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Real Business : Issue 3 2008
AHEAD OF THE CURVE Tokyo C DEPARTURE LOUNGE FINANCE PROFESSIONALS ARE IN DEMAND IN TOKYO, A DENSELY POPULATED CITY THAT OFFERS A FEAST FOR THE SENSES raig Edwards CPA moved to Tokyo to take up a position as CFO for freight management specialist DHL Exel Logistics in 1999. What he encountered was one of the most densely populated cities on Earth, with almost 6000 people packed into every square kilometre for a total of 12 million, or about 10 per cent of Japan’s population. “Tokyo is a great place to live and work,” Edwards says. “It is safe and clean. You need to be patient as things do take a little longer. But as a CPA, the hard decision you will need to make is when to come home.” Opening up Japan remained largely isolated from the rest of the world until the Treaty of Kanagawa in 1854, a pact that first served to protect the rights of American whalers. Since the end of World War II the remarkable economic transformation of Japan, with Tokyo at its epicentre, has really taken off. This was driven largely by the technology and manufacturing sectors. Remembering the past, forging the future Life in Tokyo is a quirky mix of traditional and modern experiences. You can attend a sumo tournament, that highly ritualised celebration of bigness, but get there using the most efficient and punctual transport system on the planet. 12 “You don’t need a car, as the train will get you anywhere,” Edwards says. “If you need a taxi than stand on the corner and within seconds you have one.” Follow the rules “Getting a visa before you leave and a driver’s licence once you arrive are time- consuming,” Edwards says. “Japan has a lot of red tape. You just need to follow the process, tick the boxes and you will be OK. If you don’t follow the rules things just stop until you fall back in line.” Opportunities for CPAs As Japan’s manufacturing has transferred to low-cost countries, the financial services sector has grown to prominence in the economy. Edwards says Tokyo offers many opportunities for finance professionals, and makes the point that there is a shortage of accountants. “The Japanese have not trained enough people tomeet the demand,” he says. “Japan has an ageing population, andmany of the experienced managers are now retiring. “The areas in demand are product control, derivatives within investment banks, auditors with the Big 4, management reporting and internal audit.” CPA Australia in Japan: www.cpaaustralia. com.au/links?1039_4240 NET GAINS Contact details for Australia Society: www.australiasocietytokyo.com * HELP– I’m inundated withemails! Dr RB h rece ve m ny many ema l frankly I’m not copining. receive many,, many emaiils, an, and frank y I Recent Q. Recentlymy boss, who was tr travellelliing inters ate at asked m mportant task, an received he instruc askedme to per orm an iim boss, who was nterstate at the t erforman tant task, and I never ver received the instruction!Or perhaps I deleted it. I just get somuch email: e-bulletins, notes from friends, evenmessages from co-workers. There must be a better way to sort out my email issues. Or Donald, Kuala Lumpur A. e time, your work lace your workplace issues Dear D RB helps cure re ear Dr RB every day I B,, every day I HiDonald, MysystemistoonlycheckmyInboxthree times a day,and thento place eachemail into a separate folder, sothatmy Inbox’s default setting iszero. It’samazing the feeling of liberationthisgives.Butthat’sjustwhatworks for DrRB. Ifyou’refeelinglikeyouaren’tcopingwiththe volumeofemail,herearesomesimpletips: 1.Beproactiveratherthanreactive Ishitting the reply buttonthe bestway to deal withanissue?Everheardofthephone,or actuallygetting out ofyourchair every now and then? “Achain ofemail messagesbackand forth can betime-consuming, unproductive and could bemisinterpreted,”says Donna Hanson ofPrime Solutions consulting. 2.Take a stand Let staff and clients know the tasks for which you willand won’t use email.“Be a leaderand letpeopleknowyouaren’tbuyingintoemail overload,”Hansonsays. 3.CCwithcaution Let’s faceit: we often endupnot responding tocc’demailuntilthesendersendsthem directlyto you.Don’t bea workplace serial cc’er. 4.Timeflies Onlysuckersattempttoanswereveryemail assoonasitarrives.Everytimeyoucheck youremail,ittakestimetoregainyour concentration.Try setting aside specific time periods for email correspondence. Finda routine thatworks for you and stick to it. “You shouldcontrol yourday and time,”Hanson says. “Don’tlet youremail control you.” REAL BUSINESS ISSUE 3, 2008 ISTOCK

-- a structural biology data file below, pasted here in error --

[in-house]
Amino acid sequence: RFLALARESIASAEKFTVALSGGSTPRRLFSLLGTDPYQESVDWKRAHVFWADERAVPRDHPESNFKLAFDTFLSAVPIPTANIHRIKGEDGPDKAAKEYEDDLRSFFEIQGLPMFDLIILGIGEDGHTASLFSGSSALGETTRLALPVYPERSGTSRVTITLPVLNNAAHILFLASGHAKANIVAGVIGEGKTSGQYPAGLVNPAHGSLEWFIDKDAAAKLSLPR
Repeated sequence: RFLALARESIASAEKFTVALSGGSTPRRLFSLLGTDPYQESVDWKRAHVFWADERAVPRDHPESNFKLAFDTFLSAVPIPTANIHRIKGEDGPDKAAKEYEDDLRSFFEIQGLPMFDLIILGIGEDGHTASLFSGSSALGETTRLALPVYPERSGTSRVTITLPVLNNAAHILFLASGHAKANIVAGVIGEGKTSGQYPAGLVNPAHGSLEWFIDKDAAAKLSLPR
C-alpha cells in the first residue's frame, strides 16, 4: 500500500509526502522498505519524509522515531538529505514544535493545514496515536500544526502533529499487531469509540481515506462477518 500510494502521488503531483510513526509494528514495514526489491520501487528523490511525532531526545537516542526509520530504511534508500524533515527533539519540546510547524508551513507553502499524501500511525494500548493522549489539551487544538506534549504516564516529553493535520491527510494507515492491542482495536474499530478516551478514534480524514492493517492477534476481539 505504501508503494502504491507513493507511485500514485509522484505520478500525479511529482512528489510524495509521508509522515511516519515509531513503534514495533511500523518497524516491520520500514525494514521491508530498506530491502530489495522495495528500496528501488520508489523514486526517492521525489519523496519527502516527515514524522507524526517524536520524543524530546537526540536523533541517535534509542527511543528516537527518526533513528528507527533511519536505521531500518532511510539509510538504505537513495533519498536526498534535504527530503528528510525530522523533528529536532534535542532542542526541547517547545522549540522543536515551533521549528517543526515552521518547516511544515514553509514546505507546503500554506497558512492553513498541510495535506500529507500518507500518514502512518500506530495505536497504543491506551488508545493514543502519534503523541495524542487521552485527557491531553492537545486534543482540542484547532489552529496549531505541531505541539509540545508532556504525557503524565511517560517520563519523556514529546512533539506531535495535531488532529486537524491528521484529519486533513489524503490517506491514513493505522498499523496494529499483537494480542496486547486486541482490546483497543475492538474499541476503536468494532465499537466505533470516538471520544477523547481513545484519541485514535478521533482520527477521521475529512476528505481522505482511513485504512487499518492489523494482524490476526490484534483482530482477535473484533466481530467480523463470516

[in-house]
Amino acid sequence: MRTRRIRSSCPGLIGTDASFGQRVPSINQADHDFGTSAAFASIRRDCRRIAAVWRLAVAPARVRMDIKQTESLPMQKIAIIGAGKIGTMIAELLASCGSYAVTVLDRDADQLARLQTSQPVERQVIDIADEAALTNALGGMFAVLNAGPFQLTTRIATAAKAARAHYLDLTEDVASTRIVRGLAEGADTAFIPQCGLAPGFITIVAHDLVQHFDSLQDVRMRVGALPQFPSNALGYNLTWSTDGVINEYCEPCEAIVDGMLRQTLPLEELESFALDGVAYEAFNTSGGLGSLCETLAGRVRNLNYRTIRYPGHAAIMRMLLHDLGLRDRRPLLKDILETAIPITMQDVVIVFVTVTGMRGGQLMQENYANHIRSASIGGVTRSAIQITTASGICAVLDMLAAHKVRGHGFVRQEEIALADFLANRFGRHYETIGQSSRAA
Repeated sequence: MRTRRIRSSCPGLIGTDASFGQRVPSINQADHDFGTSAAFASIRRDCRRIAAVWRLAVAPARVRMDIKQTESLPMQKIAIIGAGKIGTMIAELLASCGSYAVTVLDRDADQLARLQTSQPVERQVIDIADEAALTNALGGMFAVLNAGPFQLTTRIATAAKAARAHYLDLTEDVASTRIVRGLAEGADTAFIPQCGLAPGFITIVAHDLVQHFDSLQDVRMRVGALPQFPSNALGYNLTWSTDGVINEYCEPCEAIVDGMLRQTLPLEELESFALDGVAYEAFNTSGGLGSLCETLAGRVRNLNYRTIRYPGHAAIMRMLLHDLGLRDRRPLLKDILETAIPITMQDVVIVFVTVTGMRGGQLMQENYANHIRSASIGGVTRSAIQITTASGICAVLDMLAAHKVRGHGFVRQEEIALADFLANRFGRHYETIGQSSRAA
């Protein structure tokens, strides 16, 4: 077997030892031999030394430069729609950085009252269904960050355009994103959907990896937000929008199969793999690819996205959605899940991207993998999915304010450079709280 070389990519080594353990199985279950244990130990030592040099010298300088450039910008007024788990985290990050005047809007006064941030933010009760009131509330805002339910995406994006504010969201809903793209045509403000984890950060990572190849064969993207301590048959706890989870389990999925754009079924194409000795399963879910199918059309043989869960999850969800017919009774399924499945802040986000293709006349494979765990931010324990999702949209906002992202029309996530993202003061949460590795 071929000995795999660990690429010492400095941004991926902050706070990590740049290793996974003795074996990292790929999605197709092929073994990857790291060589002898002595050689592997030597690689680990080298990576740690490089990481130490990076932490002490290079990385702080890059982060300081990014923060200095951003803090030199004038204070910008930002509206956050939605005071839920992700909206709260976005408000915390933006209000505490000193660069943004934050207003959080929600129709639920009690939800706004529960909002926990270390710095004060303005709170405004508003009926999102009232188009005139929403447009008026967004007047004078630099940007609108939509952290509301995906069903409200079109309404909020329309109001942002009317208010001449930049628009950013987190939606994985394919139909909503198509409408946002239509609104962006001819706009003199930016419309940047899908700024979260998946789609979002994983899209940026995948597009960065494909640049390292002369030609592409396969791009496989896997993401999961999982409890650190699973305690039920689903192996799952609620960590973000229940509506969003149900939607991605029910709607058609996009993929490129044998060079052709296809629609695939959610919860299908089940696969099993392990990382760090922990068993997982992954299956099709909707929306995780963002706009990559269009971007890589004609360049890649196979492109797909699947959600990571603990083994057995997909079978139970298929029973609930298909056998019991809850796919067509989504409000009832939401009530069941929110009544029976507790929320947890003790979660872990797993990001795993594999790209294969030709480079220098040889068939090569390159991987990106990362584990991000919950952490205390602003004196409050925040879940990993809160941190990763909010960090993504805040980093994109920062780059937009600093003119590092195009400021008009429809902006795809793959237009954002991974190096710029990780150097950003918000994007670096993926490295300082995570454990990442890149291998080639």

Issue 1 2009